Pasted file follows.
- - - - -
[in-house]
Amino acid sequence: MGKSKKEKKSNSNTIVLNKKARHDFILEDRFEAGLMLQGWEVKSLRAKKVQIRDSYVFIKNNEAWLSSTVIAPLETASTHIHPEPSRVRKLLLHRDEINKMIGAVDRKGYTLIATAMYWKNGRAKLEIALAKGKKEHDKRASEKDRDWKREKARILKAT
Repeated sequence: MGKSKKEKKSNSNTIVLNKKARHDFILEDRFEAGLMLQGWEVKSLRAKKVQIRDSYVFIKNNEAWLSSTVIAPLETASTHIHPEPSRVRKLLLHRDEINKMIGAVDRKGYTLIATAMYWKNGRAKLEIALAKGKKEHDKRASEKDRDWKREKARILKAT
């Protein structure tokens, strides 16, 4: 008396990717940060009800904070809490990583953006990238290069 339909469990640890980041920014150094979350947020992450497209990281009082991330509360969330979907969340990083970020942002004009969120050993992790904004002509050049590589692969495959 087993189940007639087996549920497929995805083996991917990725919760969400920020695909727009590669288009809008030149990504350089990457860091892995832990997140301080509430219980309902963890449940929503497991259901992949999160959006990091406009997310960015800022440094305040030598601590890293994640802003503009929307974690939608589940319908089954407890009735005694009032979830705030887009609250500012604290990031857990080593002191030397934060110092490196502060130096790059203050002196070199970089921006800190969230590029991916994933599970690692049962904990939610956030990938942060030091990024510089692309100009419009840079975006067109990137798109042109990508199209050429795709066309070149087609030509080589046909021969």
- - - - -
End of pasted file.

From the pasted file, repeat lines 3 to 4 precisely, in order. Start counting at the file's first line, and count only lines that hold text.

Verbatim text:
Repeated sequence: MGKSKKEKKSNSNTIVLNKKARHDFILEDRFEAGLMLQGWEVKSLRAKKVQIRDSYVFIKNNEAWLSSTVIAPLETASTHIHPEPSRVRKLLLHRDEINKMIGAVDRKGYTLIATAMYWKNGRAKLEIALAKGKKEHDKRASEKDRDWKREKARILKAT
């Protein structure tokens, strides 16, 4: 008396990717940060009800904070809490990583953006990238290069 339909469990640890980041920014150094979350947020992450497209990281009082991330509360969330979907969340990083970020942002004009969120050993992790904004002509050049590589692969495959 087993189940007639087996549920497929995805083996991917990725919760969400920020695909727009590669288009809008030149990504350089990457860091892995832990997140301080509430219980309902963890449940929503497991259901992949999160959006990091406009997310960015800022440094305040030598601590890293994640802003503009929307974690939608589940319908089954407890009735005694009032979830705030887009609250500012604290990031857990080593002191030397934060110092490196502060130096790059203050002196070199970089921006800190969230590029991916994933599970690692049962904990939610956030990938942060030091990024510089692309100009419009840079975006067109990137798109042109990508199209050429795709066309070149087609030509080589046909021969």